Continuing the thoughts on UI - Kill the Widgets!!!
Okay, I'm not sure if the last two posts made a hell of a lot of sense. I'm trying to express a feeling I have way back in my head about User Interface stuff. It's just 'there'... I feel like if I could just grab onto it...
I hate the fact that you need to "relearn" how to use every new application. Three different email apps have three different ways of being used. Even applications within the same "suite" like MS Office have a zillion different ways to do things. How many dialogs are there? How many menu items? How many times have you heard that people only use 10% of the application? And do you think the designers of applications have put any real concern for the user into their apps? No - they just said "I want to do 'x' so where can I fit that option in this UI?" And because they're so ingrained on how WIMPs work, they think that everyone else is too and put the options in various randomly tabbed dialog boxes hidden under tree menus behind hierarchical menu items and think it's just fine...
HTML works because of its simplicity - it's exactly opposite of this WIMP nightmare. But programmers just can't stand that HTML doesn't have more widgets! The whole Java Applet and later Flash movement was an effort by the geeks to ADD MORE WIDGETS! Dammit, what's a graphical UI without lots of widgets!?! I understand that HTML has its limitations, but more widgets are not the answer.
In fact, the widgets that exist today, along with standard UI components like pop-up dialogs, toolbars, menus, etc. are all old and tired anyways. They're confusing. They trap data in ways that aren't flexible or easy to use. But we continue to reuse the widgets - and find ways to add more to places where they don't belong - because of sheer momentum and laziness. The widgets are there (Swing, SWT, WxWindows, Gtk, Qt)... so let's use them. There's even whole Interface Guidelines which show you the "right" way to combine all these widgets into more and more confusing configurations.
Look at Spaces - the idea is straightforward: it's an app to grab information from different places and organizes it for you in a centralized application. But look at its use of widgets. It's all the same widgets that every other app is using - but reshuffled around in different - and somewhat confusing ways. It's sorta like Outlook, but not really. Yet again, you need to "learn" how to use the application. (It's great work don't get me wrong, I'm just picking on it because it's the last new app I saw.)
This is how modern GUI applications work, I know. But being trapped in widget mode makes using the application unnecessarily difficult. If you want to add a contact, you click a toolbar button and up pops a dialog with fields which you need to click in and fill out and then click another button that says "okay", etc. Why? Why not just start writing your contact info in a contact document form? Why the pop ups? Why the fields? Are all these widgets actually producing something of value? Is it really that much easier and faster to use a table widget than to display the data in an html table? I guess, because you can sort without refreshing the page... but I'm not convinced.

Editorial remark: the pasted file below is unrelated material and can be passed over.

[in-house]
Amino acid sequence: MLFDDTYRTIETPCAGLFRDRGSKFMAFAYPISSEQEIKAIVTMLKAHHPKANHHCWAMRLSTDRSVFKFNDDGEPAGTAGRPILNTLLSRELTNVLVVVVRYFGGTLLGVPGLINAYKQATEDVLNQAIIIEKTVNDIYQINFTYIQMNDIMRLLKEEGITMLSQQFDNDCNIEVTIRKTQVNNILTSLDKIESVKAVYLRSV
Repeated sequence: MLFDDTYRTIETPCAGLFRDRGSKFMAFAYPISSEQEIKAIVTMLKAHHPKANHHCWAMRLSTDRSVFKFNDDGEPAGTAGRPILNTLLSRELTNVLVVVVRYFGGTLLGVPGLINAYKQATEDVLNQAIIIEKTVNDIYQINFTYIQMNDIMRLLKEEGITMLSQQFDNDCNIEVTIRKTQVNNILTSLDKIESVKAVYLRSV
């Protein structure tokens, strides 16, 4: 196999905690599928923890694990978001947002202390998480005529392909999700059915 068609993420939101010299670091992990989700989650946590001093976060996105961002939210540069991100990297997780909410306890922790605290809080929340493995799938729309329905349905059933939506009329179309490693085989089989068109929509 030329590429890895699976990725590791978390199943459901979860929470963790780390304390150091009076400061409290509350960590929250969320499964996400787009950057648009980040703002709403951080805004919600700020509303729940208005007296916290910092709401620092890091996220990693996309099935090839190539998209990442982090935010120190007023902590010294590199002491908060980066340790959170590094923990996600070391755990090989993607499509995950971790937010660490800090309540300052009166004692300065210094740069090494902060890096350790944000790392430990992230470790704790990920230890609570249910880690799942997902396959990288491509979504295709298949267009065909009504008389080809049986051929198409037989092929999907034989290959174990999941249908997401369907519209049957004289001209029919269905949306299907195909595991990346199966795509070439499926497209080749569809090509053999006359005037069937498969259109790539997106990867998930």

The idea that seems to permeate Interface Guidelines is that because users are used to standard widgets, they'll be able to understand all the various combinations and extensions that you can come up with. But that's ridiculous. First, users can only understand a finite number of components and secondly by putting these components all over applications in various hard-to-return-to places, it makes users nuts.
There's got to be a better paradigm out there for both capturing and displaying information. More powerful than HTML, but far away from the widget hell that we're all trapped into now. My favorite, non-standard UI is as I've said before, Lotus Notes. In it, the view of the data ("forms" or "views") are separate from the data. The docs were very open - you never had the sense that you were filling out a form. You were always using a document. Notes has its faults, but still - it's got a great document paradigm that I think should be used more.
So in summary I think I'm coming to the conclusion that a different form of GUI development is needed. I don't think current UI guidelines are showing us the way. They focus on flexibility and widgets. It should be the exact opposite. It should be about strict widgets and free form data in Document-centric UIs. That's how we think - we've been using pages of information for hundreds of years, it's shaped our language and our way of thinking.
So here's my summary of what I'm thinking the way to design UIs are:
- Document centric
- No dialog boxes or "hidden" options
- Able to describe any point in the application in a hierarchical manner
- Minimal widgets
- Minimal menu items
- Data not tied to UI
- Specific entry and exit points
Personally, I'm going to stick with Web-based UIs for the time being until I can figure out how to implement what I'm thinking about.
I think that David's link to the OEOne guys was perfect. They've got the idea that I'm trying (and probably failing) to expand on here (though they still have too many pop-up dialogs). Experienced users want their 30 ways to do stuff, but they're few and far between. It's the novices and normal users you need to concentrate on.
Whew. This took me hours to make somewhat coherent.